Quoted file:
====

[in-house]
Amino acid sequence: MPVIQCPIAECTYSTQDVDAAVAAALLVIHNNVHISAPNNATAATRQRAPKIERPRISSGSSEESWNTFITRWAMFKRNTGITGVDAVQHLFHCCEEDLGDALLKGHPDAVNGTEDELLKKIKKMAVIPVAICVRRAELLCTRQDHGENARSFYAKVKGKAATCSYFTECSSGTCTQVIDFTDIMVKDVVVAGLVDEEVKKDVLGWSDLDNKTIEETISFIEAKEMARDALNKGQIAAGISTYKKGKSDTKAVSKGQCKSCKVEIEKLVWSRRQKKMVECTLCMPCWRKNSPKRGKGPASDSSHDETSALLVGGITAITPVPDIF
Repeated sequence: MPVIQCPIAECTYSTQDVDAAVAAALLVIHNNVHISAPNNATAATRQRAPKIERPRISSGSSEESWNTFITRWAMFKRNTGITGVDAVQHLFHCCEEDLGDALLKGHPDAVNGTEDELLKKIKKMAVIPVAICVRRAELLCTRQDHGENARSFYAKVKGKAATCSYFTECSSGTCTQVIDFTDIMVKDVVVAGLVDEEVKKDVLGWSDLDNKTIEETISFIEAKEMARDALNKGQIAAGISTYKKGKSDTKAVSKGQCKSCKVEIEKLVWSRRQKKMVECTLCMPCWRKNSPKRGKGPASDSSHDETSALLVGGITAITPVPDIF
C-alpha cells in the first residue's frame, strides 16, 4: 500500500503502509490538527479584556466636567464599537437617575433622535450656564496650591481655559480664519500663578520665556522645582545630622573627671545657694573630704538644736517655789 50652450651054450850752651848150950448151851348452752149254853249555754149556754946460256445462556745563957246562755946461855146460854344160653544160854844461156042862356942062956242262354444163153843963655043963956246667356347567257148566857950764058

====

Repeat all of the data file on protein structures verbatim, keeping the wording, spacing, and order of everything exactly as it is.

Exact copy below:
[in-house]
Amino acid sequence: MPVIQCPIAECTYSTQDVDAAVAAALLVIHNNVHISAPNNATAATRQRAPKIERPRISSGSSEESWNTFITRWAMFKRNTGITGVDAVQHLFHCCEEDLGDALLKGHPDAVNGTEDELLKKIKKMAVIPVAICVRRAELLCTRQDHGENARSFYAKVKGKAATCSYFTECSSGTCTQVIDFTDIMVKDVVVAGLVDEEVKKDVLGWSDLDNKTIEETISFIEAKEMARDALNKGQIAAGISTYKKGKSDTKAVSKGQCKSCKVEIEKLVWSRRQKKMVECTLCMPCWRKNSPKRGKGPASDSSHDETSALLVGGITAITPVPDIF
Repeated sequence: MPVIQCPIAECTYSTQDVDAAVAAALLVIHNNVHISAPNNATAATRQRAPKIERPRISSGSSEESWNTFITRWAMFKRNTGITGVDAVQHLFHCCEEDLGDALLKGHPDAVNGTEDELLKKIKKMAVIPVAICVRRAELLCTRQDHGENARSFYAKVKGKAATCSYFTECSSGTCTQVIDFTDIMVKDVVVAGLVDEEVKKDVLGWSDLDNKTIEETISFIEAKEMARDALNKGQIAAGISTYKKGKSDTKAVSKGQCKSCKVEIEKLVWSRRQKKMVECTLCMPCWRKNSPKRGKGPASDSSHDETSALLVGGITAITPVPDIF
C-alpha cells in the first residue's frame, strides 16, 4: 500500500503502509490538527479584556466636567464599537437617575433622535450656564496650591481655559480664519500663578520665556522645582545630622573627671545657694573630704538644736517655789 50652450651054450850752651848150950448151851348452752149254853249555754149556754946460256445462556745563957246562755946461855146460854344160653544160854844461156042862356942062956242262354444163153843963655043963956246667356347567257148566857950764058